The finish is where the spices kick in and I can taste cinnamon and nutmeg amongst others. It’s a nice warm finish that hangs about longer than expected. There is little to no burn at the end, although the spices may come across that way. This has been delightful!

A few (painstaking) minutes after the initial pour, the rum changes ever so slightly and now the spices appear slightly earlier and meld better with the oak and earth flavour beautifully. A real delight to drink, and incredibly hard to put down!

Overall this is a well balance rum which has complexity and depth. It is the kind of rum I would enjoy on a cold night to help stay warm and my high hopes of the limited edition have been met. I would recommend this to most rum aficionados, but the pricing and limited nature of the product would lead me to advise the more casual drinker to look elsewhere.

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Review 3: Velier Uitvlugt ULR 1997 (59.7%)

As you may have read in a previous post we got to try this rum at Merchant house a few days ago. We were excited as it’s a very rare rum. In fact from what we have been told there were less than 1500 bottles ever of this particular rum. This was due to the Angels Share being over 75%! That’s a huge loss and understandable as to why there were only a small number of bottles.

This was bottled at the Uitvlugt (pronounced “eye-flat”) French Savalle four-column still in Guyana, in 1997 when it was still functioning (it was shut down in 2000). To find out more about demerara distillers in Guyana please read this article Demerara Distillers: Guyanese Rum.

The final thing we noticed was that this rum is bottles at a strength of 59.7%. Very strong and yet from what I had read on this rum was intrigued to find out how this strength would translate through the rum.

The black bottle as you can see if very simple and clean. There is a lot of detail on the label of the bottle explaining some of the finer details of the complex rum. A lovely cork sits in the lid and gives in a lovely feel when opening.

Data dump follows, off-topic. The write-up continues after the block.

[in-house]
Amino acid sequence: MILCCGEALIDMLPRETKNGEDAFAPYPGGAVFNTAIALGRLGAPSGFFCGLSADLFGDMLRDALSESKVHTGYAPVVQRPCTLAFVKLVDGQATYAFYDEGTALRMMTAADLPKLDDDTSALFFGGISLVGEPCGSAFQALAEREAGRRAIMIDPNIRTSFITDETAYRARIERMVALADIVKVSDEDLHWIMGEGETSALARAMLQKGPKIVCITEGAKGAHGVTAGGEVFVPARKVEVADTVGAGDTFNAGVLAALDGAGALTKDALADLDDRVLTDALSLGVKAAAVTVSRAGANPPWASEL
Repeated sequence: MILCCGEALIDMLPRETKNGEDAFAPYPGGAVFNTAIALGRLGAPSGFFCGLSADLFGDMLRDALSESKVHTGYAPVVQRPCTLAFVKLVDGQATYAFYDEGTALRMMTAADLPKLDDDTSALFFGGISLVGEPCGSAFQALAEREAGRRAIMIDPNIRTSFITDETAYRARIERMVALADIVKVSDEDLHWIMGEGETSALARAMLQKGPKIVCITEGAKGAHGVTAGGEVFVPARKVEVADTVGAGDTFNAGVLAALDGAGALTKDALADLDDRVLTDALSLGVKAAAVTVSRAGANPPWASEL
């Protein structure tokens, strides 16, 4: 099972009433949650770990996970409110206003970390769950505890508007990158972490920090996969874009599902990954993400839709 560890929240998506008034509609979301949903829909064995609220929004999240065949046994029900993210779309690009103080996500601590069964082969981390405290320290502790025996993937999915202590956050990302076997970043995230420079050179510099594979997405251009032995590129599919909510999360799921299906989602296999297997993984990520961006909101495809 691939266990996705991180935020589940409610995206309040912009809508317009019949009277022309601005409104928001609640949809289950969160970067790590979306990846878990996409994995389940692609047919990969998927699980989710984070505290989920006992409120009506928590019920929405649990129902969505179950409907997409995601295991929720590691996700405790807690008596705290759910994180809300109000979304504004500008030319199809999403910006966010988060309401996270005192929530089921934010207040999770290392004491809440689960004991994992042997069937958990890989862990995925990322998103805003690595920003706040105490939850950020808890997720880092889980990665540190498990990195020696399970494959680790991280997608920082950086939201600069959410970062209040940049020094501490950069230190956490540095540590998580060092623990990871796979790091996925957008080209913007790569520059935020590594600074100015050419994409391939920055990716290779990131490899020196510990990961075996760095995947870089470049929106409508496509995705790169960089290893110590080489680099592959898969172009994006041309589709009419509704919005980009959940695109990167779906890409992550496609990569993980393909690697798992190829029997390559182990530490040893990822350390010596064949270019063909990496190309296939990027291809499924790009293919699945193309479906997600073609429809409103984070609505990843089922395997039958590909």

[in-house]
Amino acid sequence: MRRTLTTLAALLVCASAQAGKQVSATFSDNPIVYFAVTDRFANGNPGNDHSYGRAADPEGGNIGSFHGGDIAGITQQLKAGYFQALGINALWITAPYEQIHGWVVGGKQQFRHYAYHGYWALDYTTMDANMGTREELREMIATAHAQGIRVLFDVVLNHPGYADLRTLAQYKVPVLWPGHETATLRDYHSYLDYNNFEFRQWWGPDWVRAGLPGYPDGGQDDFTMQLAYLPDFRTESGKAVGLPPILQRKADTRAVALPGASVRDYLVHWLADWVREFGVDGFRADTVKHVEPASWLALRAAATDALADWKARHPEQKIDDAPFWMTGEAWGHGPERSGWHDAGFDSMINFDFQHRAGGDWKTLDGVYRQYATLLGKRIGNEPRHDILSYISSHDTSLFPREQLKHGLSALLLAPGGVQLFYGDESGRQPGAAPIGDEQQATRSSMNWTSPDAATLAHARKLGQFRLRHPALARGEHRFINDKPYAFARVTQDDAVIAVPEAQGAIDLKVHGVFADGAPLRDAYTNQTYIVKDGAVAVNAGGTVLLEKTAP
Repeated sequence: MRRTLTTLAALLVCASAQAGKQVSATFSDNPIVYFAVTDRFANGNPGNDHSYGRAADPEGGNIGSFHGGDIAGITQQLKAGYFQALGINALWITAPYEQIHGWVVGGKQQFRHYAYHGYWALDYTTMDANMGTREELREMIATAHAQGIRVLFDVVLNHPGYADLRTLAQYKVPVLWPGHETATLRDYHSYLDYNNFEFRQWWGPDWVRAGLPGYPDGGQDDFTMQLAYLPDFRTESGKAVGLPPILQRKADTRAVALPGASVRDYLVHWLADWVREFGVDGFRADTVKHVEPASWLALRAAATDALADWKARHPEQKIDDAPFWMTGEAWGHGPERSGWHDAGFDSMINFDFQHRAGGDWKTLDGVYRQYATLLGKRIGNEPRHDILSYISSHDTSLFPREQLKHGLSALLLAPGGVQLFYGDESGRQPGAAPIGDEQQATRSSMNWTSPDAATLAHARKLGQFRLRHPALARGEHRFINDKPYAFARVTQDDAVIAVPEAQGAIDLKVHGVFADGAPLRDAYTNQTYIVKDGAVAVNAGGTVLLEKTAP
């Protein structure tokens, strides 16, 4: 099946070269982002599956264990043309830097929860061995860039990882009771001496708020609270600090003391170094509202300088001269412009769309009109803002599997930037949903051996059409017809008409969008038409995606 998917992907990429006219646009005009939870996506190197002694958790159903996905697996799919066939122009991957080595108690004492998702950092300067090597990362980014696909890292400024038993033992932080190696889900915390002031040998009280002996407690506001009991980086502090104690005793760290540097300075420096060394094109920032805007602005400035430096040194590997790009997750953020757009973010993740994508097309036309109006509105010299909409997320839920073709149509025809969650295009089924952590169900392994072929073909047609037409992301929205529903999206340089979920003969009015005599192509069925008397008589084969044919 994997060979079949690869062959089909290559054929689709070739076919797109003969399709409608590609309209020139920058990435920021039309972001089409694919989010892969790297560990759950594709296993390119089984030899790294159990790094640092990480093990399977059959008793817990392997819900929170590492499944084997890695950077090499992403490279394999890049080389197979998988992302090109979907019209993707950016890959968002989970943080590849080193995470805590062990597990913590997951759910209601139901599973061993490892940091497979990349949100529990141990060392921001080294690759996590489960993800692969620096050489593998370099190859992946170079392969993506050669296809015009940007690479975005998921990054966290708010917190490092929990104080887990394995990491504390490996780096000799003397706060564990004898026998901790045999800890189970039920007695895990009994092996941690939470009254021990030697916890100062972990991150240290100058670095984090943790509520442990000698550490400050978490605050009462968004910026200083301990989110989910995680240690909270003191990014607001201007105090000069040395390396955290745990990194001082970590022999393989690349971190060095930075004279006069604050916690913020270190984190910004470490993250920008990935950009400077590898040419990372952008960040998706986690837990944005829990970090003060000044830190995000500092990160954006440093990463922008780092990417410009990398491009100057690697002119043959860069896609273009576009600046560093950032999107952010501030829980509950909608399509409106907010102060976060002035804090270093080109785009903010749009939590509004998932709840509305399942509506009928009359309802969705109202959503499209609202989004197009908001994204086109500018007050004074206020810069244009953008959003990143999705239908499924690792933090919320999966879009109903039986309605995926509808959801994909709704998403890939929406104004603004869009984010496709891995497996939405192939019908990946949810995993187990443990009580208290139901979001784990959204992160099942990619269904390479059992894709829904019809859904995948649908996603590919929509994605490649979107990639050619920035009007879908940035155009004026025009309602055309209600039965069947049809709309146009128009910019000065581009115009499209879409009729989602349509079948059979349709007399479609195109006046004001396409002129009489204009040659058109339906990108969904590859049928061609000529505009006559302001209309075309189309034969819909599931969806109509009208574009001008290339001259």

On the pour of the rum we notice it’s a red gold colour, like a light mahogany. In the glass it is not very thick or viscous, which is as expected. On first sniff, we were careful not to inhale too deeply due to the strength of the rum. We get a fruity hit, pineapples and apricots, but not too intensely. Next we find an introduction to tobacco followed by something earthy and wooden. Very complex and intense nose to start with.

The first sip and the level of alcohol is immediately apparent. The rum is ordering you to pay attention! Too big a sip, or dragging in too much air with the sip and you will know about it! We get the fruit I smelt on the nose next. Very clear and maybe with added peaches. However, we don’t taste any tobacco like on the nose, but that earthy taste comes back from the nose. The viscosity of the rum covers your mouth well and now we get a delicious spicy finish with dried raisins. What a taste with genuine surprise at how well these flavours combine.

Then we decide to cautiously swallow the rum the fruits follow a very warming feeling. To finish on pineapple and apricots is definitely a good thing. Taste buds active and demanding more, next we give the rum a couple of minutes to sit before going for the second taste.

After sitting for a period the fruits are still very clear on the taste buds. Very light and refreshing. The earthy tones have dulled slightly now. The finish again very warming and fruity, this time we can taste a hint of tobacco but nothing that dulls the fruits.

Overall this is a rum for true enthusiasts. Probably too harsh for the newer drinker who we feel would find the taste of the overproof too intense. However, by showing this rum some respect you are rewarded with a rum that is not only delicious, but very refreshing and highly drinkable.

Fans of other Demerara rums such as El Dorado will definitely enjoy this if they can get hold of it. Not too full bodied like the Jamaican rums for example and not quite as light as the Cuban side, but sat in-between with a fruity taste that will leave you reaching for another glass straight away. Just be careful not to get carried away, not many of these bottles remain!

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Review 2 – Santa Teresa Bicentenario

I was given this bottle by a friend who knows how much I love rum as a thank you present (Thanks Steve!). Imagine my surprise when I opened it. It’s taken quite a while for me to find the right occasion to open it and that happened today thankfully!

Santa Teresa is the 4th biggest producer of rum in the world and is still a family owned business. It was opened in 1796 in Venezuela in Aragua Valley by Martin de Tovar. Rum production however began in 1896. The master distiller there is a man called Nestor Ortega who I was lucky enough to meet last October at a master class he gave on Santa Teresa and got a brief word with him before a picture and birthday present!

When I showed him a picture of the rum I had been given, his face lit up with a great smile. He told me that most rum should be shared with your friends and spent having a good time and to bring people closer. However, he gave me the advice that the bicentenario is a rum not to be shared. It’s to be enjoyed maybe with a Cigar and savoured alone or at the most with a few special people. Not for general consumption! A pleasure and an honour to meet the great man himself!